By Andrea Cordle
The city of Grove City uses rain gardens throughout the area. It encourages the use of rain barrels through community workshops and hosts an annual Eco Fest. Now, city leaders are considering one more program to promote the environment.
At the Oct. 15 Grove City Council meeting, councilman Ted Berry introduced legislation that would set aside $25,000 from the city’s general fund for an electric vehicle charging station grant program.
“We have to look to new technologies to be good stewards of the land,” said Berry.
The goal of the program is to encourage businesses and individuals to install charging stations for electric vehicles to create a greener environment for the city. Commercially zoned properties or multi-family homes within the city limits would be eligible to apply for a reimbursement through the grant program.
According to the legislation, for each approved charging station, the city would reimburse at the rate of $500 for a residential installation and $2,000 for a commercial installation with a maximum amount of $4,000 per location. All commercial locations that utilize this grant program would have to provide the charging station free for the public.
“This is an effort to remove barriers for people to become more environmentally friendly,” said Berry. “This would set an example to residents as well as the rest of the country.”
If approved by council, Grove City would be the first city in the state to offer such a program.
Brad Chadwell, innovation and technology manager with American Electric Power, spoke in favor of the program at the council meeting. He said electric vehicles are economical, easy to maintain and emit no tailpipe emissions.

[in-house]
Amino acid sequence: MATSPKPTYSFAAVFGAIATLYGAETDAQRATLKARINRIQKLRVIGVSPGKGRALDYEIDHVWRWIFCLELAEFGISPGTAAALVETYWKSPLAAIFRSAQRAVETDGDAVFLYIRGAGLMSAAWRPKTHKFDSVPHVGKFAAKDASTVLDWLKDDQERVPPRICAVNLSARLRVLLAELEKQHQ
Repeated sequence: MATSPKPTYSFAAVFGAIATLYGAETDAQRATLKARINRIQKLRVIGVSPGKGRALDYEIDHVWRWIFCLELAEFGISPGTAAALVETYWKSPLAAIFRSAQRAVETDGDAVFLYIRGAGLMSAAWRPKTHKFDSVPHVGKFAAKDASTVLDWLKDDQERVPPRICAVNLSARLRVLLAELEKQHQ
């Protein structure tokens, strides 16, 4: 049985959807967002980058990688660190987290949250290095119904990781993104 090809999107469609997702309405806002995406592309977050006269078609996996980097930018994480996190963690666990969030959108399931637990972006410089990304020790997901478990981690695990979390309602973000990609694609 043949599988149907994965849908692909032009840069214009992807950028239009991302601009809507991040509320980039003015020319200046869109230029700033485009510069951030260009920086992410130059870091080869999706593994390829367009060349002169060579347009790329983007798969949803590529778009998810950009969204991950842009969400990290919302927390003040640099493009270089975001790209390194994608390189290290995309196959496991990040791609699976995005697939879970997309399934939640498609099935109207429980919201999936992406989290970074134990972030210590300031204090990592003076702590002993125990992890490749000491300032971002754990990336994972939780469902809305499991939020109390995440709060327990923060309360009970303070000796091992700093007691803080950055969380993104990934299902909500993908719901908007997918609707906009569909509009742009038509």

According to Chadwell, there are three levels of chargers for electric vehicles. Level one would require the vehicle to charge overnight. Each increased level would mean less time charging. He said the residential installation of a mid-level charging station would be approximately $1,200. The cost may be more for a commercial property if it chose to install a pedestal.
Grove City Mayor Richard “Ike” Stage said he believes this grant program is the right thing to do, but said it needs more work.
“I would rather have another piece to this,” said Stage.
The mayor asked Chadwell if he and AEP could recommend grants or different funding options for the city instead of using general fund dollars.
Chadwell said he would investigate the matter.
Berry said this program is an initial step to change behaviors for the betterment of the environment.
“It’s a small project but we are making a dent,” he said.
Council agreed to explore additional funding options and discuss the legislation again at the Dec. 3 council meeting.